Bankruptcy, foreclosure filing dog Park Fletcher property

A chunk of the Park Fletcher industrial park that emerged from foreclosure last year is again experiencing financial troubles.

New owner Park Fletcher Realty LLC filed Feb. 15 for Chapter 11 bankruptcy reorganization, citing $12.6 million in debt.

The company, owned by local businessman Shawn Williams, in June bought 17 buildings in the southwest-side park totaling 808,000 square feet, court documents show. Overall, Park Fletcher encompasses 7.3 million square feet, ranking it among the largest industrial parks in the metropolitan area.

The troubled 65-acre parcel that is part of the Chapter 11 reorganization has changed hands three times the past decade.

Duke Realty Corp., which bought Park Fletcher in the 1990s, sold the 17 buildings in 2006 to California-based Blue Real Estate Co. Blue's local holdings at one time also included the downtown Century Building, four Castle Creek office buildings and a 360,000-square-foot, seven-building portfolio in Park 100.

Lenders ultimately foreclosed on the Blue properties, including the Park Fletcher piece in 2011. The portfolio languished in receivership for three years, until Williams purchased it last summer.  

Williams, however, failed to close on financing. So the next-highest bidder on the property, Emeryville, California-based Filbert Orton EAT LLC, bought it and immediately flipped it to Williams.

The bankruptcy filing lists Filbert Orton is the lender on the property. Meantime, Filbert Orton late last month filed in Marion Superior Court to foreclose on the 17 buildings it sold to Williams. Judge Gary Miller has appointed a receiver to manage the property during foreclosure proceedings.

Williams’ attorney, KC Cohen, is hopeful his client can maintain possession of the properties.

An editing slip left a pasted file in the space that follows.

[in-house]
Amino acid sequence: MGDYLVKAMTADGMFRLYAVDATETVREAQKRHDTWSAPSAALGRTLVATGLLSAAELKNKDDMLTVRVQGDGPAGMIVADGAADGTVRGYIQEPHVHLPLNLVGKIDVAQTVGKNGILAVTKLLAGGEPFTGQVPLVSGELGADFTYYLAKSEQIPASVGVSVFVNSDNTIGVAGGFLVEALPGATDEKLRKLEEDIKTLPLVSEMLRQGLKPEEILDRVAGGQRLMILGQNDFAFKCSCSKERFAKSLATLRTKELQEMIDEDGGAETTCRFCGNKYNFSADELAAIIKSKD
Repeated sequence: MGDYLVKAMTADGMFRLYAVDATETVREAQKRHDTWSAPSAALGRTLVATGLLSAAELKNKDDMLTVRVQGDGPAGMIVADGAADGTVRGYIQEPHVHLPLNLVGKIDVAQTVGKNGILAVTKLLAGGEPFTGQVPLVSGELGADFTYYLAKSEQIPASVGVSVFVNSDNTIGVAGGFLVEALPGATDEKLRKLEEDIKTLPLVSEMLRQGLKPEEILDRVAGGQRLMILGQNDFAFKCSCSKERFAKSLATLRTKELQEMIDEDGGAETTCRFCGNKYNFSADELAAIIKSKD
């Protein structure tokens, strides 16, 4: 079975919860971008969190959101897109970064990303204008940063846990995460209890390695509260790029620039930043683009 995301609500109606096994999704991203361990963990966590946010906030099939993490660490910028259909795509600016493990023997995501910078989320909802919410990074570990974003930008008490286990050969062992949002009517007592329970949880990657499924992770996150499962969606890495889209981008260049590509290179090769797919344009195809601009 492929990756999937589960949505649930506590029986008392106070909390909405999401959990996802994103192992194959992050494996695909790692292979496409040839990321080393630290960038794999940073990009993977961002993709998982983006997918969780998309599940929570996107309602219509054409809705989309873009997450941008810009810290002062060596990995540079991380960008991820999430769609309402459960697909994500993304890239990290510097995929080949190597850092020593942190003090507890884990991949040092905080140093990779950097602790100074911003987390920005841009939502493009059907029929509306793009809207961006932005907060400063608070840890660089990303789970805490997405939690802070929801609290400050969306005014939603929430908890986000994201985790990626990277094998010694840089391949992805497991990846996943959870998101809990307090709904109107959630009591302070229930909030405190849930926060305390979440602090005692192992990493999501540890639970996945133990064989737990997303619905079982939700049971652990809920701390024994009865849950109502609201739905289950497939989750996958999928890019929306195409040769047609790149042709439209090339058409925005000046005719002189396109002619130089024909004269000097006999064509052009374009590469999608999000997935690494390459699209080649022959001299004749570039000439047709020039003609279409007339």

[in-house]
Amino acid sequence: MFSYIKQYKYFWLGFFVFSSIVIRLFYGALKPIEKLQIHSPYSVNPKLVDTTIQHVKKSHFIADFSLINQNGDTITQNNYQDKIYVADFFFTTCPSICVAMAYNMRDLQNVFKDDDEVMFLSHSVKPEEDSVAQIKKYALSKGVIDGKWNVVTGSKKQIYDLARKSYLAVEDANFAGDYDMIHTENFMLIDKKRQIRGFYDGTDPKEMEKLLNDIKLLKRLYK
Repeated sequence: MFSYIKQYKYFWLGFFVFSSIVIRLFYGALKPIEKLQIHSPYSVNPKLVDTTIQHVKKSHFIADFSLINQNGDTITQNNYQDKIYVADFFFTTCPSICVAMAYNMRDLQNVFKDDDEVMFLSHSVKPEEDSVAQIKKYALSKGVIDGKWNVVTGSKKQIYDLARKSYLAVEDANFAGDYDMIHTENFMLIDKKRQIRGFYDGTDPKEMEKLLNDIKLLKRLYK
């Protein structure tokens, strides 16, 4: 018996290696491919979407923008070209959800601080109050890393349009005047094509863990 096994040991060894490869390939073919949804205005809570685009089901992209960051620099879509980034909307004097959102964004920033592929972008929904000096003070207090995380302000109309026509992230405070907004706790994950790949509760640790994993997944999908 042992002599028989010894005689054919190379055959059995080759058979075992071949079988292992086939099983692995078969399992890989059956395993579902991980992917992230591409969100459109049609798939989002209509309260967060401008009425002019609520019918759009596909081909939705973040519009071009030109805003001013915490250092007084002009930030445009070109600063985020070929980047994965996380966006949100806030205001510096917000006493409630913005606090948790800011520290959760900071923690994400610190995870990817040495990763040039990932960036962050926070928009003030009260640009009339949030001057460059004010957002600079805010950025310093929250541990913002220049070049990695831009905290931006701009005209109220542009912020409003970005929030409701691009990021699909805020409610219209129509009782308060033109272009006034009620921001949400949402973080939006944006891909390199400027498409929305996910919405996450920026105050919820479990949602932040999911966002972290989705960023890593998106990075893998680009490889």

“It was a very short-term deal [with Filbert Orton], and he didn’t have enough time to close on a refinance to take them out,” he said. “Filbert only wanted to stay in for a short period of time.”

Williams also owns trucking and logistics firms, Cohen said. He didn’t respond to a request from IBJ for comment.

In the short time Williams has owned the buildings, he has increased occupancy from 60 percent to 75 percent, Cohen said. Williams’ largest tenants include jet-engine manufacturer Rolls-Royce and doughnut maker Krispy Kreme.

Despite the troubles, Park Fletcher remains a formidable industrial park, said Jake Sturman, vice president of the industrial group at Jones Lang LaSalle’s Indianapolis office. He leased the Williams portfolio from 2009 to 2012.

“It’s still a great southwest location for small distributors,” he said, “and it still services the Plainfield submarket well.”

The 45-year-old Park Fletcher, just east of Indianapolis International Airport, was one of the first master-planned industrial parks in the city. Other, larger parks—including Airwest, AmeriPlex-Indianapolis and Airtech Park—have opened in the area in recent years, intensifying competition.

Duke still owns several buildings in Park Fletcher. But the developer in the past month has put the buildings on the market, in addition to others at the northwest side Park 100 industrial complex. Between the two, Duke is seeking to shed more than 2 million square feet of industrial space, said Charlie Podell, a Duke senior vice president.

“We want to have a more modern portfolio and buildings that are over 100,000 square feet,” he said.

Duke’s focus has turned to much larger warehouses, such as the 936,000-square-foot spec building it’s constructing in Plainfield. It should be finished in April.

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